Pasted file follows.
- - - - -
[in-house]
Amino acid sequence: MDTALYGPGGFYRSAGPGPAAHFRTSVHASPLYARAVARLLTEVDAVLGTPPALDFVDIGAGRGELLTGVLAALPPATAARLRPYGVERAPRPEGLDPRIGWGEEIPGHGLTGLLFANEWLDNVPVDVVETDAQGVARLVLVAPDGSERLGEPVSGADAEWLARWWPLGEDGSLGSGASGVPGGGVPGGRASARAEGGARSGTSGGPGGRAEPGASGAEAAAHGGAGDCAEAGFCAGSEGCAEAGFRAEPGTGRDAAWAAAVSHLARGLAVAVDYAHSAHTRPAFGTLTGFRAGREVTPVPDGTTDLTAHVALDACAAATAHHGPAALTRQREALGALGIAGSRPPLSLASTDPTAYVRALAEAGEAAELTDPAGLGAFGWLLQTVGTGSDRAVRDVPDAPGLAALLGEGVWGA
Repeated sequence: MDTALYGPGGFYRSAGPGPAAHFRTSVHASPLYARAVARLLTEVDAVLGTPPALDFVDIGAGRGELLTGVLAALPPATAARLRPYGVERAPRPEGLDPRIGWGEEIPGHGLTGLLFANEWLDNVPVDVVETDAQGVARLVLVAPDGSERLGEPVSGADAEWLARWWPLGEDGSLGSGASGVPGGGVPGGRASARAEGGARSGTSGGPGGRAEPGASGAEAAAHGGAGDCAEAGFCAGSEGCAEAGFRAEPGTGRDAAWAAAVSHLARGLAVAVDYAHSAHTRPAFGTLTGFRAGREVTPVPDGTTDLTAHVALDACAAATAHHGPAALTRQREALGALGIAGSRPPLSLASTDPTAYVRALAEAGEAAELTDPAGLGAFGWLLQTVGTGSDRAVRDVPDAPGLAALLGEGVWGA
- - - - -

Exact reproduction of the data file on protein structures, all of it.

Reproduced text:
[in-house]
Amino acid sequence: MDTALYGPGGFYRSAGPGPAAHFRTSVHASPLYARAVARLLTEVDAVLGTPPALDFVDIGAGRGELLTGVLAALPPATAARLRPYGVERAPRPEGLDPRIGWGEEIPGHGLTGLLFANEWLDNVPVDVVETDAQGVARLVLVAPDGSERLGEPVSGADAEWLARWWPLGEDGSLGSGASGVPGGGVPGGRASARAEGGARSGTSGGPGGRAEPGASGAEAAAHGGAGDCAEAGFCAGSEGCAEAGFRAEPGTGRDAAWAAAVSHLARGLAVAVDYAHSAHTRPAFGTLTGFRAGREVTPVPDGTTDLTAHVALDACAAATAHHGPAALTRQREALGALGIAGSRPPLSLASTDPTAYVRALAEAGEAAELTDPAGLGAFGWLLQTVGTGSDRAVRDVPDAPGLAALLGEGVWGA
Repeated sequence: MDTALYGPGGFYRSAGPGPAAHFRTSVHASPLYARAVARLLTEVDAVLGTPPALDFVDIGAGRGELLTGVLAALPPATAARLRPYGVERAPRPEGLDPRIGWGEEIPGHGLTGLLFANEWLDNVPVDVVETDAQGVARLVLVAPDGSERLGEPVSGADAEWLARWWPLGEDGSLGSGASGVPGGGVPGGRASARAEGGARSGTSGGPGGRAEPGASGAEAAAHGGAGDCAEAGFCAGSEGCAEAGFRAEPGTGRDAAWAAAVSHLARGLAVAVDYAHSAHTRPAFGTLTGFRAGREVTPVPDGTTDLTAHVALDACAAATAHHGPAALTRQREALGALGIAGSRPPLSLASTDPTAYVRALAEAGEAAELTDPAGLGAFGWLLQTVGTGSDRAVRDVPDAPGLAALLGEGVWGA